Wartime Shakespeare in a Global Context/
Shakespeare au temps de la guerre
Fought on every continent except Antarctica, the Second World War offers a unique, temporally limited but geographically inclusive period in which to analyse and probe the role and significance of the theatre in times of extreme social duress. As the most frequently performed and translated playwright in the world, Shakespeare is arguably one of the most useful touchstones for examining a range of issues and questions brought to the fore during wartime which this international conference -- coinciding with the 70th anniversary of the declaration of war --- aims to address:
What can the classics and, more broadly, theatre offer people suffering under the horrific conditions of war? How does culture (both as an anthropological and as an aesthetic concept) change in wartime? How are issues of character and poetic language dealt with in circumstances which require collective, not individualistic, thought? What kind of relationship develops between “world classics” and indigenous canons of theatre and literature in wartime? How do issues of gender, class, or political formation play into these debates? Post-colonialism? Translation? Adaptation? How do terms like “high” and “low” art function in wartime? In periods of post-war reconstruction? Where does the issue of globalization fit? Do answers to any of these questions about the Second World War still hold true today?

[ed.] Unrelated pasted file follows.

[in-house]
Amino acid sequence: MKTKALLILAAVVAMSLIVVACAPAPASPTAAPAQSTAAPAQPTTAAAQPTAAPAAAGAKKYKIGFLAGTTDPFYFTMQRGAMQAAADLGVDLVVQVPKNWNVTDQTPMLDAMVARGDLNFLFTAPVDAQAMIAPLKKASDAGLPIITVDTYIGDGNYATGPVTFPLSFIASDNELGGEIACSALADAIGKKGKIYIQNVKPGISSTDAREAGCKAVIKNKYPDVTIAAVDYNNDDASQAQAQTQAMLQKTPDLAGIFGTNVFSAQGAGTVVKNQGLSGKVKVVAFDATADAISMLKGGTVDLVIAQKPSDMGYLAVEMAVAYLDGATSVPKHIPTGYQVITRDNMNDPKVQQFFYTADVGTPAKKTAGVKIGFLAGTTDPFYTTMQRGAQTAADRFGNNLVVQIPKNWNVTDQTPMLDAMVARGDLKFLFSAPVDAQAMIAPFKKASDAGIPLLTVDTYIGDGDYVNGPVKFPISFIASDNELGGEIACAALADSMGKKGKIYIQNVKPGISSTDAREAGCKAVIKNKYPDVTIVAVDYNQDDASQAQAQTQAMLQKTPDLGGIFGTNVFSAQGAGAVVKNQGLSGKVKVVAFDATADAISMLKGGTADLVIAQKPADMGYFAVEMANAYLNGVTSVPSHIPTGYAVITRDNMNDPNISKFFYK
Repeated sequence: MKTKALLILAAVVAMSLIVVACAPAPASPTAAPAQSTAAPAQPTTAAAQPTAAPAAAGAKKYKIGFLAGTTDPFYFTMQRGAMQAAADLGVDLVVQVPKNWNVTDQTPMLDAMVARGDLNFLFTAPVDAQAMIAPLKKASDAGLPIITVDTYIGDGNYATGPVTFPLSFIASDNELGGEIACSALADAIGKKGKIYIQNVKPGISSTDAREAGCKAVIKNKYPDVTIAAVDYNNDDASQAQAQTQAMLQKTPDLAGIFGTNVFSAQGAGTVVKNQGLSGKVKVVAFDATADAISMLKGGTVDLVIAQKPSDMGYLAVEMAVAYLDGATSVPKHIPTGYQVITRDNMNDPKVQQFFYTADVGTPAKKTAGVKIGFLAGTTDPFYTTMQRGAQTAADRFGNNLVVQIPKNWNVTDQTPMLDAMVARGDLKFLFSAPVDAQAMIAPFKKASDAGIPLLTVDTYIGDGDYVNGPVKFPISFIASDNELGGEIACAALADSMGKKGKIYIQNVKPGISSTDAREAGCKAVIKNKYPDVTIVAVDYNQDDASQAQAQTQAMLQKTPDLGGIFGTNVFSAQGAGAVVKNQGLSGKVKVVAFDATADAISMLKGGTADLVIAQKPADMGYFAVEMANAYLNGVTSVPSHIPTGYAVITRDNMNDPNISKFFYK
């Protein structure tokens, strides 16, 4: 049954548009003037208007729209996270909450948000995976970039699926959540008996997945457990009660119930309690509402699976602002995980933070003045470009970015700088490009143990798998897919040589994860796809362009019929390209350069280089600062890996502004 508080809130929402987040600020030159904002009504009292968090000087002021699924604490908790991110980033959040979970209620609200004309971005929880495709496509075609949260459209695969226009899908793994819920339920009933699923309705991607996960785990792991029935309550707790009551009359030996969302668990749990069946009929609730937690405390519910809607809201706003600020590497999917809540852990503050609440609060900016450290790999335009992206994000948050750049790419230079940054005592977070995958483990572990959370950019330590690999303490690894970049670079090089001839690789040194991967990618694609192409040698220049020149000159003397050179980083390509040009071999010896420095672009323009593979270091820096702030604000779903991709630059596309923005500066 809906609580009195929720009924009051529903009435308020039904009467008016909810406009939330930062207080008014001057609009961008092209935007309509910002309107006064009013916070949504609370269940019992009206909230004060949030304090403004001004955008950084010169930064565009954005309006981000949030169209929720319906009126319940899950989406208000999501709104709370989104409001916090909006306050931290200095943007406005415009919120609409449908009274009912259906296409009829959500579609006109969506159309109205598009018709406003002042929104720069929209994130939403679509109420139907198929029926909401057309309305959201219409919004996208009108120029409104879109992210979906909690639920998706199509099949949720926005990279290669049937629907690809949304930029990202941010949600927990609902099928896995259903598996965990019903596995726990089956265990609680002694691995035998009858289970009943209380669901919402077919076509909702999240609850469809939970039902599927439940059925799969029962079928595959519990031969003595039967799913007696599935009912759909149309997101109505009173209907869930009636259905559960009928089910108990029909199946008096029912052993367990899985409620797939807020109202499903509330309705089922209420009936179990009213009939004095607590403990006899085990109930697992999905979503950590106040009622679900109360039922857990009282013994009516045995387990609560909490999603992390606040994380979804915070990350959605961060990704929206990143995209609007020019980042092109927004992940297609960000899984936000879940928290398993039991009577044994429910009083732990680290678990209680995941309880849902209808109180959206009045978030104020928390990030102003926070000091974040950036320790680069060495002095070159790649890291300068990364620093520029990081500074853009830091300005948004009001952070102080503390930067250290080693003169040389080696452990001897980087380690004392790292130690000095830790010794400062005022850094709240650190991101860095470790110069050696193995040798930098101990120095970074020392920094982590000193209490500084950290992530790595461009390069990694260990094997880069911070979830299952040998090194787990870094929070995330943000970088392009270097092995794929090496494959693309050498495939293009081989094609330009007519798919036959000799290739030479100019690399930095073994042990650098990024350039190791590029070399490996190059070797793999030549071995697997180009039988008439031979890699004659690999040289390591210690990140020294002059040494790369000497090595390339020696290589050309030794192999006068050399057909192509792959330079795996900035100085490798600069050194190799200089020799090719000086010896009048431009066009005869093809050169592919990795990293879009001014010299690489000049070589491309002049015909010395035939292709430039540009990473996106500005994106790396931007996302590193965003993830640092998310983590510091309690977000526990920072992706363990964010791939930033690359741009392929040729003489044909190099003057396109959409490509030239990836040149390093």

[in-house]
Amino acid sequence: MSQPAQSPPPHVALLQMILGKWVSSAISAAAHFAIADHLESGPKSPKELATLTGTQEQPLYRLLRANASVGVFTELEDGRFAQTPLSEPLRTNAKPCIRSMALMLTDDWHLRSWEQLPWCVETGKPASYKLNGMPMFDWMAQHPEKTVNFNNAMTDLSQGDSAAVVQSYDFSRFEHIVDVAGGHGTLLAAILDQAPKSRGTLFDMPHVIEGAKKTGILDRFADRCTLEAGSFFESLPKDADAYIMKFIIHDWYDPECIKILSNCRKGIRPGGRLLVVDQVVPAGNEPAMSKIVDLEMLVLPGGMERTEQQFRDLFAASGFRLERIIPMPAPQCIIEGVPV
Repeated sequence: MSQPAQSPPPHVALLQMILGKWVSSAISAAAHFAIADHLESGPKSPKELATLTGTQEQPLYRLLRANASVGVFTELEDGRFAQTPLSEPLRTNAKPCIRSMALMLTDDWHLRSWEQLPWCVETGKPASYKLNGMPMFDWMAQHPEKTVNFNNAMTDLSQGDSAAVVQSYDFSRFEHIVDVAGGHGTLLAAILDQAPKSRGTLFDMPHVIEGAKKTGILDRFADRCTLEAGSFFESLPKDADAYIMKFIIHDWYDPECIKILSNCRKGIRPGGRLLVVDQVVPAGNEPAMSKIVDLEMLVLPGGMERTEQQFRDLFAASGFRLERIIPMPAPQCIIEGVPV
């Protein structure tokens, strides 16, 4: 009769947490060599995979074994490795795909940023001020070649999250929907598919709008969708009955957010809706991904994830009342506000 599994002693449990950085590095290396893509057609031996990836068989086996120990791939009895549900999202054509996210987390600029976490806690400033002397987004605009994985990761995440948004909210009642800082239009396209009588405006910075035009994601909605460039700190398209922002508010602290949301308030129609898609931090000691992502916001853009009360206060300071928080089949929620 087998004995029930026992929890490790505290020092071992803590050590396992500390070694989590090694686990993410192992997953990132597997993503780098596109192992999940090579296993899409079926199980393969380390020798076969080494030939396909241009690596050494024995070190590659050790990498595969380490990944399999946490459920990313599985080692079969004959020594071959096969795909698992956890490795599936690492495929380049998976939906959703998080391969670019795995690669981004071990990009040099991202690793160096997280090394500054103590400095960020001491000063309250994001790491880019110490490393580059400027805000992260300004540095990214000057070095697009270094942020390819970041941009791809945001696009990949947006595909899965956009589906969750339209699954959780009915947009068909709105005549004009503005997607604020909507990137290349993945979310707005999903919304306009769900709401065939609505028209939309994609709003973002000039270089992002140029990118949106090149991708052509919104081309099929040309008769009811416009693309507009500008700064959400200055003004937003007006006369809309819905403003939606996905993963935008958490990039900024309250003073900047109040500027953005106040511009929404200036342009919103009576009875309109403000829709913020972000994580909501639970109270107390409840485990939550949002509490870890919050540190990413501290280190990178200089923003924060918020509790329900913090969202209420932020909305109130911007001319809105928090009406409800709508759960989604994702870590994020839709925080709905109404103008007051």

The Organizing Committee especially encourages comparative and interdisciplinary submissions. A 250 word abstract of proposed papers, along with a brief curriculum vitae, must be submitted electronically (preferably in Word or Rich Text format) by 1 November 2008 either in English or in French to the Organizing Committee care of Professor Irene (Irena) Makaryk at email@example.com . Selected conference papers will be published in a special volume. Pending a successful grant application, limited funding will be available for graduate students.
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